Kingley, T. (2016, March 17). The secrets of the wave pilots. The New York Times Magazine. Retrieved from http://www.nytimes.com/2016/03/20/magazine/the-secrets-of-the-wave-pilots.html?_r=0
What is Sacred:
This is an article about the wave pilots of the Marshall Islands. Ri-meto is a wave pilot. It may be a dying cultural practice but some western scientist have been trying to record the process to see what the science is behind it. What is not said, but what I was looking for is the idea of ancestral knowledge that is in a practitioner even if there is no one left to teach it.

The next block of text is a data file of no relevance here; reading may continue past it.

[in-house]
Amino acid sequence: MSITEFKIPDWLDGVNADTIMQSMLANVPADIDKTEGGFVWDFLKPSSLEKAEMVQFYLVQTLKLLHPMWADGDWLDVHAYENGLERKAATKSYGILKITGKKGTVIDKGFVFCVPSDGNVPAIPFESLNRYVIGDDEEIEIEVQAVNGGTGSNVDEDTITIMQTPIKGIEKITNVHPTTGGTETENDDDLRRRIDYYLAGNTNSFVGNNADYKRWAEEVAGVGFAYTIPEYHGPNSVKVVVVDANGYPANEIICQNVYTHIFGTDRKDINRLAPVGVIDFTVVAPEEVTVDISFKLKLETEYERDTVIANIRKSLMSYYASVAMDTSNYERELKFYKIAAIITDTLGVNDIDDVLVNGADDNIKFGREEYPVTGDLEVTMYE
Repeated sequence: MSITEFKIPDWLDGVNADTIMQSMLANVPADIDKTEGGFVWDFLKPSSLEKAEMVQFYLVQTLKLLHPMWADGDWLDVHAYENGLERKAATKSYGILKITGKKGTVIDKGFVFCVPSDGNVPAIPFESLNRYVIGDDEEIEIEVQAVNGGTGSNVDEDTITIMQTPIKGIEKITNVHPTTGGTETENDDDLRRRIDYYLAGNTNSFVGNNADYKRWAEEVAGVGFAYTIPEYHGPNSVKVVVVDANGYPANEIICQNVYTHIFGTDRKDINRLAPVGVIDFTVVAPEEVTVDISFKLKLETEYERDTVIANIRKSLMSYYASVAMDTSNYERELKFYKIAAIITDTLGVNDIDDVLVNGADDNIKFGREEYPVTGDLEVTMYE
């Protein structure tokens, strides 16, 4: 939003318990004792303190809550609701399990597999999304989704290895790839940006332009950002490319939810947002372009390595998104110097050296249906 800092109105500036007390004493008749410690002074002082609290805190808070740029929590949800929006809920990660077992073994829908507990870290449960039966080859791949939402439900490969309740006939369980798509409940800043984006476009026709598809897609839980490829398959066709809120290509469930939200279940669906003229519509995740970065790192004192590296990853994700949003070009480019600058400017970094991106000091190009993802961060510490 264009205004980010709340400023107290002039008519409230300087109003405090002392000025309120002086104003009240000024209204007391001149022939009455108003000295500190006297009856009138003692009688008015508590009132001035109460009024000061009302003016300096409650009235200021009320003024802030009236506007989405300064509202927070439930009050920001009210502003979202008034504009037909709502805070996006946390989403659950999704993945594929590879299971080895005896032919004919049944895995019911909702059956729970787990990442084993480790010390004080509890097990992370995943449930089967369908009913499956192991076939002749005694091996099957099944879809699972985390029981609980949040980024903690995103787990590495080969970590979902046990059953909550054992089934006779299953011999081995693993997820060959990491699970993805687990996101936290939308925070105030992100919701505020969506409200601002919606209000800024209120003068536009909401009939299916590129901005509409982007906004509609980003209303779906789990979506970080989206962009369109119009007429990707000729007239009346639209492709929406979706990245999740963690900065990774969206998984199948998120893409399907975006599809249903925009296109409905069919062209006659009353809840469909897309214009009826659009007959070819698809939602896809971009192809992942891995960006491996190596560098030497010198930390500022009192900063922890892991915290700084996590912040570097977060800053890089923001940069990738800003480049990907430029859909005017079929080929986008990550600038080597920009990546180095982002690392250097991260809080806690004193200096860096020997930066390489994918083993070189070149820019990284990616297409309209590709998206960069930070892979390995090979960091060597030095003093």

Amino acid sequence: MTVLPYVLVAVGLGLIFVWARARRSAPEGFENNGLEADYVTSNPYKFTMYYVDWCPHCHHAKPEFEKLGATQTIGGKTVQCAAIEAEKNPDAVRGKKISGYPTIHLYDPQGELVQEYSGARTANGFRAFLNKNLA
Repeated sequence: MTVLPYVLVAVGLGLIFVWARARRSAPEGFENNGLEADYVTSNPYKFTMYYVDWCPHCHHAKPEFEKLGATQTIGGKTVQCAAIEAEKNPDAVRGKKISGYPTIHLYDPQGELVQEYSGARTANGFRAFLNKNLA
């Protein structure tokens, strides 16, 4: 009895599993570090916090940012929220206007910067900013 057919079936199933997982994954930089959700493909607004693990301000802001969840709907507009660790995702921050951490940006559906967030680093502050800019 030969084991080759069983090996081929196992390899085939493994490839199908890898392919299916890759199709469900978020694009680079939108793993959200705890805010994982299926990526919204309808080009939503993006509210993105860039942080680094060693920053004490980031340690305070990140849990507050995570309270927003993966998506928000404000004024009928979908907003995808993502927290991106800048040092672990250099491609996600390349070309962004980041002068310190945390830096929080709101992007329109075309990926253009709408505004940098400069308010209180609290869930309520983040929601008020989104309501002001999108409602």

What seems clear is that our ability to navigate is inextricably tied not just to our ability to remember the past but also to learning, decision-making, imagining and planning for the future.
Being lost — assuming, of course, that you are eventually found — has one obvious benefit: the chance to learn about the wider world and reframe your perspective.Connection to Current/Future Work:
We are using the idea of non-instrumental navigation as a metaphor for our way finding through our Ed.D program which is like relying on non-written, non-scientific ways to get from one destination to the next through feel and decision-making and imagining and planning for the future, and finally reframing our perspective.